We are losing our valley.  We are losing our farms.  We are losing our countryside and perspective as to who we are and how we fit in.

Larry Duyck and his daughter know how they fit in.  And they know if they do not work hard to protect their farm, growth can and will come.  Others scoff and say that sort of thinking is ridiculous.  But the proof is everywhere.  It is coming from the East and it is heading to West.

The Tualatin Plains are being crowded out and built over quickly these days in North Hillsboro and growth is quickly coming to the West end.  The richness of the land is obvious to anyone driving through it or who see the pacthwork fo large farms from above.

The Tualatin Plains are being crowded out and built over quickly these days in North Hillsboro and growth is quickly coming to the West end.  The richness of the land is obvious to anyone driving through it or who see the pacthwork fo large farms from above.

 

The reasons that our farmland is being plowed under were promoted primarilty as a way to provide much needed Industrial land for "High Paying" jobs.  INTEL did create those jobs but they are taking our Water at a rate that threatens our own supplies.  And that was over a decade ago.  Since that time we have had Data Centers erected which employ virtually no one while using massive amounts of power.  We also have Top Golf and those low paying jobs.  And of course there is Amazon who recently moved into the Majestic business Park and those jobs are low paying as well.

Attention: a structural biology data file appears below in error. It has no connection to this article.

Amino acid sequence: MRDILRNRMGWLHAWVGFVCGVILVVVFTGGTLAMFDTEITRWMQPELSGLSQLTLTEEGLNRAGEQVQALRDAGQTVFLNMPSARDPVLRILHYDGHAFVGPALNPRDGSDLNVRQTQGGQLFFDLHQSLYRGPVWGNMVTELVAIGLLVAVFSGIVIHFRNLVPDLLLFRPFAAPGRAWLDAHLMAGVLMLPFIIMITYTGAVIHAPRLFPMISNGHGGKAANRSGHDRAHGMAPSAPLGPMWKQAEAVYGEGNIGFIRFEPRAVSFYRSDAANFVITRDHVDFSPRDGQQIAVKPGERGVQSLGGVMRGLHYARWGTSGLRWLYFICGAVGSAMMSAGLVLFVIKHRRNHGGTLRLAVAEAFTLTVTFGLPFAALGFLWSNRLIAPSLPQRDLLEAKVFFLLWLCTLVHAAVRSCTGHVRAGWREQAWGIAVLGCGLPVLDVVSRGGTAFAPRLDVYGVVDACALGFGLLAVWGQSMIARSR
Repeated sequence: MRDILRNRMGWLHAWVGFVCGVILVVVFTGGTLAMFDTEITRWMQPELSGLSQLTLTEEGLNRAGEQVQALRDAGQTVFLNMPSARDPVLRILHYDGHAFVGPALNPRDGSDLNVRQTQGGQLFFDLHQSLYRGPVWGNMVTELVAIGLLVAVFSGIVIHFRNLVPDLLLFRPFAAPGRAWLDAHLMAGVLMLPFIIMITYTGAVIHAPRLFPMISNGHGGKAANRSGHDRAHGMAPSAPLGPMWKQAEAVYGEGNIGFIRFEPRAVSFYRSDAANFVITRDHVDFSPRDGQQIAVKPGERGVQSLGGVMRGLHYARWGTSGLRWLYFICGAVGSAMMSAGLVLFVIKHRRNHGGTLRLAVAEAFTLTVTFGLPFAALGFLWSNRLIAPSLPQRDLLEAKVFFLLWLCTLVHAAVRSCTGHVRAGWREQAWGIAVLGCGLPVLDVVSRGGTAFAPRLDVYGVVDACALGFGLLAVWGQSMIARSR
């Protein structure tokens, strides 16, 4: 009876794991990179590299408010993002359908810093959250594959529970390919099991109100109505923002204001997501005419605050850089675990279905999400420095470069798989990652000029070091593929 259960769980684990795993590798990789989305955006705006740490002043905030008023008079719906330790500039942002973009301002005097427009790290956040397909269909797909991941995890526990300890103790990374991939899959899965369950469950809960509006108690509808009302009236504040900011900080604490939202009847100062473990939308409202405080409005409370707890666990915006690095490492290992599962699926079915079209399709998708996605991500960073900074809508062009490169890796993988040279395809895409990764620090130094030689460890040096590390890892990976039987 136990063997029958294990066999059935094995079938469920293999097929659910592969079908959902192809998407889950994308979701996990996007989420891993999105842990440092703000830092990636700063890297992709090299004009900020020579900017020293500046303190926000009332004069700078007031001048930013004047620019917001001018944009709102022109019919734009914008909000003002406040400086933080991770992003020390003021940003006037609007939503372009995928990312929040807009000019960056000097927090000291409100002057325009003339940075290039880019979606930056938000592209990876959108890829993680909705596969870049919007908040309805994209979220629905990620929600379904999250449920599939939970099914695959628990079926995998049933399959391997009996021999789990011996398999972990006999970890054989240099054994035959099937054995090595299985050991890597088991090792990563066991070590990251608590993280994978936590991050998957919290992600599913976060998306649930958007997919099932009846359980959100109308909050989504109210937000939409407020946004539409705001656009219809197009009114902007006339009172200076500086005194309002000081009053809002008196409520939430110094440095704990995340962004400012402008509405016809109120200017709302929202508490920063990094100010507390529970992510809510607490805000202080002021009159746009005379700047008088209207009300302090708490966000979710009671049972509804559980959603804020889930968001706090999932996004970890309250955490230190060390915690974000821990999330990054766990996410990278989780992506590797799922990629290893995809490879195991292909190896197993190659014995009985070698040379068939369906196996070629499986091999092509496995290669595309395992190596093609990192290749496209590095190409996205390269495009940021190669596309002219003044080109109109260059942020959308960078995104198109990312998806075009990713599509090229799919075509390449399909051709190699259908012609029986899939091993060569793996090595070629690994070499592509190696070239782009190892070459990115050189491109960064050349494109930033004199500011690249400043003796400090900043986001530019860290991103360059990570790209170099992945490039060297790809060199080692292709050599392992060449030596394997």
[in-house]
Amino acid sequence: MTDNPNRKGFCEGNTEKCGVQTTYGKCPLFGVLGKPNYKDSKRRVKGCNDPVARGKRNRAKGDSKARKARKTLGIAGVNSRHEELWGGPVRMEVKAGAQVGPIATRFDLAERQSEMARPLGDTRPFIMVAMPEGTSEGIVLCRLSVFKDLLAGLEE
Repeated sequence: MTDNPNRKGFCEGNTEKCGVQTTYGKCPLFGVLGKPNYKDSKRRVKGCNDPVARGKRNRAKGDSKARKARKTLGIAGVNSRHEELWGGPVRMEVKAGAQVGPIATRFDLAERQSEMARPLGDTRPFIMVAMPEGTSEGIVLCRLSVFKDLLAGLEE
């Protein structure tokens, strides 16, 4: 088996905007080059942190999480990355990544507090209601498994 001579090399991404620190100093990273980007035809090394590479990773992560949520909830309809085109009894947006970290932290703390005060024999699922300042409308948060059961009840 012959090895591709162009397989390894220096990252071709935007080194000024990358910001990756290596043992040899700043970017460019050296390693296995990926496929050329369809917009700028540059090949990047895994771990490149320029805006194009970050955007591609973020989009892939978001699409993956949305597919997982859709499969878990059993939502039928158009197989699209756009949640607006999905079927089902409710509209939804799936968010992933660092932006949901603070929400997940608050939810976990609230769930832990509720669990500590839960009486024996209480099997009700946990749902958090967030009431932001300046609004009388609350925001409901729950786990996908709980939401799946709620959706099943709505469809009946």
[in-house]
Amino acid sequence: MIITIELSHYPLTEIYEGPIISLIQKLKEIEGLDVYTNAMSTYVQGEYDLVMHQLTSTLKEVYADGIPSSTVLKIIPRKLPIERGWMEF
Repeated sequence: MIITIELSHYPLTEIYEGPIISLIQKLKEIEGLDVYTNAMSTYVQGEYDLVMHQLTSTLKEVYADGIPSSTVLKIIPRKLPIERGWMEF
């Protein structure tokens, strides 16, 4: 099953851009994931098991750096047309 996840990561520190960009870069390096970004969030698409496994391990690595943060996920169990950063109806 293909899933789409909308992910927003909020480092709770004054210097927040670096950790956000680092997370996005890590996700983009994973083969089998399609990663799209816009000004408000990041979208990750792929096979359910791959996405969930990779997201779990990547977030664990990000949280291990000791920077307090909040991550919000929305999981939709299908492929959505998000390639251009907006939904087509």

Outsiders, foreign investors, non-Oregonians, and others are coming to our Valley, developing the land, and taking all the cream off the top as they head to their next conquest.  They higher slick consultants who spin a good line of BS and talk in codes and get tax giveaways in a smugness that rivals anyone.  But the facts are right in front of us.  We are losing the Valley and now the line has been drawn between Jackson Road and Banks.  The lands West of Jackson Road are currently zoned Rural Reserve and they are supposed to be preserved for future generations of farmers.  East of Jackson Road is now being prepared for more buildings.  I do not believe that this line will hold and attempts have already been made to break the agreements that put it in place in order to keep the machine marching West.

The X shows he Duyck farm on the west end of the tualatin plains and the brown line seperates the build up occuring at a record pace.  In between these lines and the Sunset highway 26 the final battle to preserve farmland and the historic sites in the plains is being waged.

The X shows he Duyck farm on the west end of the tualatin plains and the brown line seperates the build up occuring at a record pace.  In between these lines and the Sunset highway 26 the final battle to preserve farmland and the historic sites in the plains is being waged.

 

I am all for jobs- all for smart growth.  But this insane plowing and grinding and gnashing of machines and explosion of cement to put in more computers and pipe and roads is wrong,

Let me suggest that the attempted excavation of the great Meek family childrens graves is the single biggest insult and act of aggression that anyone could attempt to perpetrate on the people of the Tualatin Plains.  This event may be the flashpoint in a big pushback in policy and public thinking that is going on right now. Growth must slow while we all re-evaluate what we are really doing.